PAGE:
Current-Mode History and Loose Ends Part I
Confusion and errors in calculating the current modulator loop gain are resolved in this series.
Current-mode control has been around in one form or another for almost 50 years now, but it is still a topic that creates much confusion in the minds of many engineers and researchers. In this series of articles, Dr. Ridley shows historical reasons for the confusion, and presents for the first time the source of past discrepancies in various research papers.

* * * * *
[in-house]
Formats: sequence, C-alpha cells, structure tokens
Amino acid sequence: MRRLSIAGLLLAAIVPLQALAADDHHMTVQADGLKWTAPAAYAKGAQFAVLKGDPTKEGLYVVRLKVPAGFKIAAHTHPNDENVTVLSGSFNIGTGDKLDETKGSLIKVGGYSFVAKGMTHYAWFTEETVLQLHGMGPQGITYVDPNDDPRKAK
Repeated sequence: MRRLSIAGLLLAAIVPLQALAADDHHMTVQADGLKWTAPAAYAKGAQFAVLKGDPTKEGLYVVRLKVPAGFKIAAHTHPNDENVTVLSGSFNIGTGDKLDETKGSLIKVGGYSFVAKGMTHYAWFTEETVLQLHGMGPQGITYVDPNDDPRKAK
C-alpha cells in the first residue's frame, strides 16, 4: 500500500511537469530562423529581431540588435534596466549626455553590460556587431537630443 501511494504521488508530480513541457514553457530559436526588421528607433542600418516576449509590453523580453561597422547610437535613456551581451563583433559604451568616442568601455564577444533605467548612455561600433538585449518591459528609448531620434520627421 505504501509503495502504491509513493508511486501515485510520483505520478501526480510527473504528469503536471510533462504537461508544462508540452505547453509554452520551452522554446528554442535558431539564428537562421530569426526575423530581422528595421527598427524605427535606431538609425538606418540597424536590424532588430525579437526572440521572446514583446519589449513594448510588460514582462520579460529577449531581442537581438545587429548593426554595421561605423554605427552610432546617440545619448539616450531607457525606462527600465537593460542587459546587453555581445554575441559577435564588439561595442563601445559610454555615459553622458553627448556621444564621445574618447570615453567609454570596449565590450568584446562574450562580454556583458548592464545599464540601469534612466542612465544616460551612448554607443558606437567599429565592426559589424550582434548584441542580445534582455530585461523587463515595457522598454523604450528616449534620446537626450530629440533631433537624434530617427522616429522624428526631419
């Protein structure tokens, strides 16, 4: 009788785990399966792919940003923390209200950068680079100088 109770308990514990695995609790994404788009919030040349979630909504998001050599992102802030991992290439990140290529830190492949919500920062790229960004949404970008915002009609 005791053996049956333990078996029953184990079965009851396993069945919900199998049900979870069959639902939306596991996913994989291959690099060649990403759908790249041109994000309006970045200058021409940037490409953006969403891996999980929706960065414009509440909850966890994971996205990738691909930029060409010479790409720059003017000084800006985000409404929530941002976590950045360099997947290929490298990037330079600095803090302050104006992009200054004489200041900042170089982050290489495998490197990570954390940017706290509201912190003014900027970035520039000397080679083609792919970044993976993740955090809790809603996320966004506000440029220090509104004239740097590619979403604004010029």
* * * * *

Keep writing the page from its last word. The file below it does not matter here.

Current-Mode Control Circuit
Figure 1 shows a buck converter with peak current-mode control. The instantaneous value of the current is added to a compensating ramp, and compared to a control reference, . This implementation of current-mode control provides the most bandwidth and best performance, but results in the well-known problem of subharmonic oscillation.
The wide bandwidth of current-mode, and the oscillation problem, present problems in using a simple model for analyzing the system. This resulted in a considerable array of different analysis approaches which caused a great deal of confusion to both industry and academics.
Figure 1: Buck Converter with Current-Mode Control
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